Buying a home can be a confusing, complicated process, made even more so by the lack of familiarity most of us have with it. Most Americans will only buy a home once in their lifetime, so the process will be completely new to them. One of the more misunderstood aspects of home buying is the concept of closing costs. These are costs related to appraisals, escrow, taxes and other fees for which the buyer is usually responsible. Some buyers prefer to have closing costs rolled into their loans, while others just bring a check along to the closing and pay for them there. Hardly any buyers, however, take the time to educate themselves about the closing costs and just pay what they’re told. To help educate buyers, we’ve included the following breakdown of typical closing costs, and how much they usually run. Buyers should always ask their lender to run them through all closing costs before they close to avoid surprises.
Appraisal Fee – A fee paid to an appraisal company for determining the market value of the home. Typically $300 to $400 in the Colorado Springs market.
Closing or Escrow Fee – A fee paid to the title company, escrow firm or attorney for handling the closing. Typically calculated as a fee of around $250 plus 0.2 percent of sales price.
Home Inspection – In most home sales, the seller should bring in an inspector to ensure that everything in the home is in good working order. Inspector will confirm that there are no problems with the foundation, electrical wiring or anything else in the home. Some sellers fail to get their own inspection, but are then surprised at closing when the buyer wants to be reimbursed for it at closing. Inspection fees should not cost more than $500.
Title Search Fee – Also known as a title exam fee, this fee is paid to a title company for ensuring that a seller is the only person with a rightful claim to the property. This fee varies greatly by market and company.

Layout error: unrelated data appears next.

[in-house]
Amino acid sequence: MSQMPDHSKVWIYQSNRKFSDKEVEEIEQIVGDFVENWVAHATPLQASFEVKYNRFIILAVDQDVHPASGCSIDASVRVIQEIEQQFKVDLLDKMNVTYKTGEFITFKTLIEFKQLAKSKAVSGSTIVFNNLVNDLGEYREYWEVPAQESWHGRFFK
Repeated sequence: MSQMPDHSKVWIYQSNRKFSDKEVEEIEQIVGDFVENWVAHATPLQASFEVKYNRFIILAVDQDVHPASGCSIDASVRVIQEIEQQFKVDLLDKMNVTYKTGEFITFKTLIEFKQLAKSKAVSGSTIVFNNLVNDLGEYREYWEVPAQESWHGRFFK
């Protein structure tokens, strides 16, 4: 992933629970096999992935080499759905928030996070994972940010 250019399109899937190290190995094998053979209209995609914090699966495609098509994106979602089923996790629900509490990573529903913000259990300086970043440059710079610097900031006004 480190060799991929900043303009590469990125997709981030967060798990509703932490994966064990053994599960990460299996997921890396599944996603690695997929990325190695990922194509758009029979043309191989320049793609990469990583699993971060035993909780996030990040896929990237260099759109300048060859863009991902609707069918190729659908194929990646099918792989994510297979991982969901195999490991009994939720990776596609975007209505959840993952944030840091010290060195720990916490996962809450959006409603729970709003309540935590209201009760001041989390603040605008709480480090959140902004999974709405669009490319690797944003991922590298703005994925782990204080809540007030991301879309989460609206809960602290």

Credit Report Fee – Typically no more than $30, this fee is paid to a third party for a report on the credit history of either party.
Flood Determination Fee – Fee paid to a third party to determine if property is in a flood zone. If it is, buyer is required to purchase flood insurance separately. Flood Determination fees usually run about $20.
Courier Fee – Not used in all home sales, this fee applies if a courier service is used to transport documents between agents, attorneys and bank staff in order to speed up the closing process.
Title Insurance – A small fee paid to protect the seller in case someone comes forward with an ownership claim on the property after sale.
Home Insurance – All home owners are required to carry insurance as long as they have an outstanding mortgage. Buyers are usually required to pay the first year of insurance at closing or before. Varies based on insurance firm and value of home.
Natural Hazard Disclosure Report – Some states require sellers to provide this report for the seller, informing him of any damage the home has sustained as a result of natural disasters. $100 to $150
Escrow Deposit for Taxes, Mortgage Insurance – Home buyers are often required to put down two months worth of property taxes and mortgage insurance.
Title Transfer Taxes – Fees collected by municipal officials for transferring title from seller to buyer.
Recording Fee – Municipal fee charged for detailing home sale information into the public record. Amount depends on governing agency.
Processing Fee – Lender fee designed to recoup costs associated with issuing a loan. These fees vary greatly depending on the lender, but can run as high as $1,000.
Underwriting Fee – Also charged by a lender, this fee is designed to recoup costs associated with investigating the borrower’s credit-worthiness.
Loan Discount Points – “Points” are essentially pre-paid interest payments. Buyers will often agree to pay points in order to keep their monthly mortgage payments lower. One point is equal to one percent of the total amount financed.
Pre-paid Interest – Buyers will often pay a small amount of insurance at closing in order to get the interest paid up through the beginning of the month.
Property Tax – In most home sales, six months of property taxes are expected to be paid by the buyer at closing.
HOA Transfer Fees – Usually paid by seller, these fees go the the homeowners association, who supplies a report detailing what monthly dues are, whether or not they’re current, the association’s financial records and minutes of its last meeting. Buyers are advised to look over these documents carefully. These fees can vary greatly, running anywhere from $100 to $400 for a complete report and transfer.